Following last week’s post about The Decameron, I thought I’d write about an English work from the fourteenth century. It’s a story from the Trojan War that’s been used by many writers over the centuries. Criseyde is the daughter of a Greek who fled Troy at the beginning of the war, leaving her behind. She has been an exemplary citizen and is highly regarded, for her virtue and quiet lifestyle as much as for her beauty. Troilus is the son of King Priam, the king of Troy. He’s handsome, brave and a great soldier. One day he sees Criseyde in the temple and it’s love at first sight. He declares that he’ll die if he doesn’t meet her, worrying a friend of his, who happens to be Criseyde’s uncle. The uncle engineers a meeting between the two of them, but that’s not enough for Troilus. He and the uncle trick Criseyde into spending the night with him and they become lovers. They declare their undying love and continue to see one another in secret. Meanwhile, Criseyde’s father decides that he wants his daughter back. He suspects that Troy won’t be a safe place for her for much longer, so he gets a message to her telling her to leave the city. Criseyde doesn’t want to go and Troilus doesn’t want her to go, but he has to escort her out of the city and hand her over to her father. She says that she’ll find a way to run away from the Greeks and rejoin Troilus. He says she’d better not fall in love with the sturdy-looking knight who’s with her father. Diomede, the knight, sees a woman without friends and decides to seduce her. After a few days, Criseyde realises that escaping from the Greek camp is going to be more difficult than she thought and allows herself to be seduced. Troilus eventually admits to himself that she’s not coming back and goes out to die in battle.

It’s a sorry tale, in which no one mentions marriage, which would have allowed Criseyde to stay in Troy, although, given what happens later when the city falls, that probably isn’t a bad thing. You can probably tell that I’m overly taken with the story itself. Troilus wasn’t a hit with me either. He spends a lot of time weeping, which wouldn’t have bothered fourteenth-century readers at all, but annoyed me. It didn’t annoy me because I think men shouldn’t cry, but because Troilus is entirely without agency. He does nothing for himself, but his tears cause his friend to act on his behalf. In many ways, that shows how requirements for a good story have changed over the centuries.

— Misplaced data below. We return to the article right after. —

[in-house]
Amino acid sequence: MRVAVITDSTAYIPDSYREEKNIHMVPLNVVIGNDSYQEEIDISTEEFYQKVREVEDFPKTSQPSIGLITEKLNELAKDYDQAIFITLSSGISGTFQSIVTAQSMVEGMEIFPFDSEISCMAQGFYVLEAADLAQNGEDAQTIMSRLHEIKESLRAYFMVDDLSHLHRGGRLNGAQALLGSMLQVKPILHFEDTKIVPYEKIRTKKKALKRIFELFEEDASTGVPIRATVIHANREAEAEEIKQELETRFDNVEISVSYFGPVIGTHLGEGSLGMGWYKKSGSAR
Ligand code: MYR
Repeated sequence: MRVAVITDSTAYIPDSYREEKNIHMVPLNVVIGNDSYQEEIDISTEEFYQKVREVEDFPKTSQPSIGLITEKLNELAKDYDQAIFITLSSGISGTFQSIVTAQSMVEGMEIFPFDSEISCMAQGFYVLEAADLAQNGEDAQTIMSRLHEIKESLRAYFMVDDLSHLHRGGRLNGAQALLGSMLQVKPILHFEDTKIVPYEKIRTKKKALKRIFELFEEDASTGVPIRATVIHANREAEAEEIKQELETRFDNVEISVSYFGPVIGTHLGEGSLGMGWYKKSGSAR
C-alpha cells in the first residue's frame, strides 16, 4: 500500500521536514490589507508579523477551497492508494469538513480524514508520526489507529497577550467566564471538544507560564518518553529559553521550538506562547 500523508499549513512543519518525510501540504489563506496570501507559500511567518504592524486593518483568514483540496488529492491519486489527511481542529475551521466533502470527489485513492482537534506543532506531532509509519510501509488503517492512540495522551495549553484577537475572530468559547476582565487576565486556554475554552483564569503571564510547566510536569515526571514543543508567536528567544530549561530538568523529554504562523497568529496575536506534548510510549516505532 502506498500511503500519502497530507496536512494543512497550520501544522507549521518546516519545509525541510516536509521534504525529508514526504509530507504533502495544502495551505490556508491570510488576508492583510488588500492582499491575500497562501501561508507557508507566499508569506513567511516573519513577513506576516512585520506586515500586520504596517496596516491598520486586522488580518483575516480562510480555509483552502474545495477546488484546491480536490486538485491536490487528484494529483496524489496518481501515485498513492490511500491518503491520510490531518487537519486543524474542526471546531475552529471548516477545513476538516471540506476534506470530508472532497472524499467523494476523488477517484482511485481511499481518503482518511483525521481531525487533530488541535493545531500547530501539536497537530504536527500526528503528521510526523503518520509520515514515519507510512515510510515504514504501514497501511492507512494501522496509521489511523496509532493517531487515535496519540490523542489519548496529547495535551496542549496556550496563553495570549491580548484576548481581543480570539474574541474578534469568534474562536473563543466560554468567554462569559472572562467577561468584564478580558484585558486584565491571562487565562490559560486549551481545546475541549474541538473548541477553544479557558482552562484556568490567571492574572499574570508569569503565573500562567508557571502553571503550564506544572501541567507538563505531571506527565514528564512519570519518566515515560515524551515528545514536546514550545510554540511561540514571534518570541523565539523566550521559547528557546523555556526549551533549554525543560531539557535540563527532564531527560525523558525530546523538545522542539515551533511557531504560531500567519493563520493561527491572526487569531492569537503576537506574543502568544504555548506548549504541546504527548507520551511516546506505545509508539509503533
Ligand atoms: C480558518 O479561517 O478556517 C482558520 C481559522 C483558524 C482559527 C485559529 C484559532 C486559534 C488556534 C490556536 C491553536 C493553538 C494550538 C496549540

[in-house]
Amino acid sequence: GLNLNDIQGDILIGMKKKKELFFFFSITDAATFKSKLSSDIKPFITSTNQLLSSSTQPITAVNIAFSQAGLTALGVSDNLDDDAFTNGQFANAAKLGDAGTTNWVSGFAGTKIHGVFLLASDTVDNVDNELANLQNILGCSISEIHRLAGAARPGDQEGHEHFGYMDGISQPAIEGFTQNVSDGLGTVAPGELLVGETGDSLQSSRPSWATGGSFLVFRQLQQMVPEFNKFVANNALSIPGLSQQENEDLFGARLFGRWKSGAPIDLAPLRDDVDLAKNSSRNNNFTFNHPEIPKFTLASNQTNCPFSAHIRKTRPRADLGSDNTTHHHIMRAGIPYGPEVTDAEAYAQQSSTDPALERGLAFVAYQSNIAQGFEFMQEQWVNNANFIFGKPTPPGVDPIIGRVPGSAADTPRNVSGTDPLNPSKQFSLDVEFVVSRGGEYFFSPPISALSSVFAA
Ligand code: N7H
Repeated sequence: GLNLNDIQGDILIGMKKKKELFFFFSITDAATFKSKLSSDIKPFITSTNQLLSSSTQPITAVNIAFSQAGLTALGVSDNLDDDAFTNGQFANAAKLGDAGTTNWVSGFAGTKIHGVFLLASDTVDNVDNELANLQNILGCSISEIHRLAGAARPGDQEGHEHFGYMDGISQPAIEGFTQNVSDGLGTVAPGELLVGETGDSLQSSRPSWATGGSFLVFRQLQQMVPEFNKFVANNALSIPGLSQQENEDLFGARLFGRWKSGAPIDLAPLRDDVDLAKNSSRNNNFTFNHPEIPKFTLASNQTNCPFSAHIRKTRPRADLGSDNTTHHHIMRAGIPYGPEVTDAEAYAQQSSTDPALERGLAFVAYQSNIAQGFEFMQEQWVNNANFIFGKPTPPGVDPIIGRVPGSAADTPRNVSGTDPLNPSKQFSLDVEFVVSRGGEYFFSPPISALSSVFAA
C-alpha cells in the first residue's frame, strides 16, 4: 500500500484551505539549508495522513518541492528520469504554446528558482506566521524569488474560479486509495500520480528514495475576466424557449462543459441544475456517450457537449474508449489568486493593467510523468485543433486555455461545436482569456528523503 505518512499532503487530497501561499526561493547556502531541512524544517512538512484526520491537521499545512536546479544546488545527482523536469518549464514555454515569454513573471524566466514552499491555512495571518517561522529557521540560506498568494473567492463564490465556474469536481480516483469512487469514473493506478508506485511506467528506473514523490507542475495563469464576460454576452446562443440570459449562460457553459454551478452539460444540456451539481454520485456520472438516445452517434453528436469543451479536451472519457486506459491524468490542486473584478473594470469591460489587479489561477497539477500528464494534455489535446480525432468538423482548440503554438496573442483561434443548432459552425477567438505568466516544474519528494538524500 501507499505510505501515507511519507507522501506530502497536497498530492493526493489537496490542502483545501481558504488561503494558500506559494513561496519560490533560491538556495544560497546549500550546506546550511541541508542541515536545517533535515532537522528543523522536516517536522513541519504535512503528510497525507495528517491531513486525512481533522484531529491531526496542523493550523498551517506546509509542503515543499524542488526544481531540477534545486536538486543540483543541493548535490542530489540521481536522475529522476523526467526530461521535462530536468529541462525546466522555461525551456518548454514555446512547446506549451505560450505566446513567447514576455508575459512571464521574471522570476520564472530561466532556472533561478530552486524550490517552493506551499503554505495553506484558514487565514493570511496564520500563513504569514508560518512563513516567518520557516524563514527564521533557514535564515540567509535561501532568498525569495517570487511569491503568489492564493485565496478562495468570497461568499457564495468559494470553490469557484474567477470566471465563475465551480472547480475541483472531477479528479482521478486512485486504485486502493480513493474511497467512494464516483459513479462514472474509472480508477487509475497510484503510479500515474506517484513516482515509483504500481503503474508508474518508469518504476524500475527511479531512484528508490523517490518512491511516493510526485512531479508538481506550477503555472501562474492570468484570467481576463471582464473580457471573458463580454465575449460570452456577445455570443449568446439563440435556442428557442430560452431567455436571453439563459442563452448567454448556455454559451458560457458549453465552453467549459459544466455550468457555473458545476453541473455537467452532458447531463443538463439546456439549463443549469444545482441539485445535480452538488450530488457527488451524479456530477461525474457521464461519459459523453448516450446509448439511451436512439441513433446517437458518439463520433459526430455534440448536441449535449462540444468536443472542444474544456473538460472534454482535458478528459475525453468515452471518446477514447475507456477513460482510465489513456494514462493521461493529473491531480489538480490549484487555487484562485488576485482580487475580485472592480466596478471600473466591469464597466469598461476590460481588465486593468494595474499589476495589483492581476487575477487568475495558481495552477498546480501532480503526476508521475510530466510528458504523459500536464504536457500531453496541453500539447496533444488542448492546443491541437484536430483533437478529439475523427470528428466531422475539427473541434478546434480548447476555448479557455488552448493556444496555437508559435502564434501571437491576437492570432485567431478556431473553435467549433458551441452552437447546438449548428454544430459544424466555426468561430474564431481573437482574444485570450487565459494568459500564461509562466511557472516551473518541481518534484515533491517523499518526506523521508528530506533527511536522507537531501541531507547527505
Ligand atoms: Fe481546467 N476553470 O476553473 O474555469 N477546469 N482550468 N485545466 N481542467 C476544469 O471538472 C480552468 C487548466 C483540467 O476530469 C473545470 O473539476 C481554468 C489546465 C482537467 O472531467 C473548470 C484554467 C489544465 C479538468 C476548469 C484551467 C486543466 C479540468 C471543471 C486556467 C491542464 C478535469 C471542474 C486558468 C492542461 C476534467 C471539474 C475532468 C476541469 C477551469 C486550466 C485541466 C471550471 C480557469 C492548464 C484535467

In the elements and structure of the story, Chaucer follows Boccaccio’s Il Filostrato quite closely, although there are whole sections which are Chaucer’s own creations. Boccaccio didn’t invent the story, but took it from a twelfth-century poem, the Roman de Troie by Benoît de Sainte-Maure. It was a popular tale in the Middle Ages and the best-known retelling was by Shakespeare. Chaucer finished writing his poem around 1381.

In my Middle English edition, the poem is 347 pages long. That makes it too long to be read to an audience over the course of an evening,  the way in which most people would have experienced it in the fourteenth and fifteenth centuries. It’s divided into five books, though, each of which would probably make an evening’s entertainment.

Troilus and Criseyde is set during the Trojan War, but the world its characters inhabit is very much fourteenth-century England. As well as it being an example of something written in the fourteenth century, the poem can teach us a lot about the world in which Chaucer lived. The garden where Criseyde walks with her ladies is set out like an English garden and the house in which she lives was of a type that would have been familiar to Chaucer and his original audience. The furnishings in her house would have been found in houses of the well-to-do at the time. Chaucer refers to chess and tennis and other games played by fourteenth-century people in their free time. Like Boccaccio’s The Decameron, Troilus and Criseyde is worth reading for its own sake, but it’s also a good source of information about life in the fourteenth century.

You can read about Chaucer’s life in this post.

 

April Munday is the author of the Soldiers of Fortune and Regency Spies series of novels, as well as standalone novels set in the fourteenth century.

Available now:

TheHeirsTale-WEB

 

 

 

 

 

 

 

Amazon

 

 

 

 

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Filed under Fourteenth Century, Medieval Entertainment, Medieval Life